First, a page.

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Group raises awareness for clean tap water

BY ELDON GIANNAKOUROS | MARCH 23, 2012 6:30 AM

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People conversed and swayed to the music of a small concert in Public Space One near a painting of a little girl in a yellow and red sari kneeling near a tap, pursing her lips in hope of catching a drop of clean water.

The image of the young girl — the subject in Paul Morehead's Chandigarh Indian Girl — was one of several paintings hanging at the Tap with the Beat water-sanitation awareness event Thursday night.

The function, sponsored by the Iowa United Nations Association, the University of Iowa Center for Human Rights, and three UI students, sought to raise public awareness of the need for clean water in developing countries.

"There are billions of people in the world that don't have clean water and contract horrible diseases from the water that they have," said UI senior Laura Stoddard, an event co-organizer.

Stoddard and classmates Mallory Burggraaf and Jen McLinn organized the art show and concert as a part of their Human Rights Advocacy class. Burggraaf said she and her group members believed that the music and art show would appeal to a wider variety of students and community members than a presentation or panel discussion.

"We decided that we really wanted this to be something that a variety of people would be interested in attending," the UI senior said. "We wanted it to be interdisciplinary so that a lot of different types of people would come to the event."

Burggraaf and her peers set up the event to promote UNICEF's Tap Project, an effort to raise money for countries that struggle to provide clean water. The Iowa United Nations Association asked local restaurants to join a tradition UNICEF started in 2007 by giving patrons the option of donating $1 to water sanitation projects in Vietnam, Togo, Cameroon, and Mauritania for each glass of water ordered with their meal. Hearth, Moonraker's, One-Twenty-Six, Oasis, Sushi Popo and Elikia are signed on to participate in the Tap Project's fundraiser.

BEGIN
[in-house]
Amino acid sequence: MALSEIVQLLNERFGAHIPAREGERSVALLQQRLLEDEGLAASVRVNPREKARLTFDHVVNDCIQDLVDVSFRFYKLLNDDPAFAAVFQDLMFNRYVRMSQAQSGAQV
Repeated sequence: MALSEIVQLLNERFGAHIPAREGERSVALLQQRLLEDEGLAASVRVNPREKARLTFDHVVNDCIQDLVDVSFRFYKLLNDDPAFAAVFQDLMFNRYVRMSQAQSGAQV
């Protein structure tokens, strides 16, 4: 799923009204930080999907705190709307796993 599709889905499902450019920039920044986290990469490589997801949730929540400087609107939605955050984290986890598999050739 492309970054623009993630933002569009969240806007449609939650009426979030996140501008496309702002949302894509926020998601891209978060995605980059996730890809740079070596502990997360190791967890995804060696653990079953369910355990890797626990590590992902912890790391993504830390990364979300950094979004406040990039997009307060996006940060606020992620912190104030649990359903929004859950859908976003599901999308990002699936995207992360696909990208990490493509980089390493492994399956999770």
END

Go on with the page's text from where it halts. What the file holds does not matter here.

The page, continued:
"We love the campaign — we think it lends itself well to our community in Iowa City," said Yashar Vasef, a member of the Iowa United Nations Association. "We envision this as something that's growing by the year, and at some point, we'd like to have 50 to 100 restaurants across the state involved."

Vasef said the money from the UNICEF Tap Project will be put toward solutions to infrastructure challenges in developing countries that keep clean, accessible water away from its residents.

"In some of these places, women have to walk up to 15 kilometers to reach the nearest clean water source," he said. "Water is such a basic need. This really affects everybody."

Vasef discussed the water problem using a display of water bottles, each containing dark brown water and labels with the names of diseases such as hepatitis and malaria — diseases that are commonly contracted through consumption of dirty water.

"Just visualizing that and thinking about people relying on that to drink is something that catches people's attention," he said. "Things of that sort really go a long way."

Some of the night's paintings will be sold, with some of the money going to the Tap Project. The co-sponsors also set up an optional donation container at the event.


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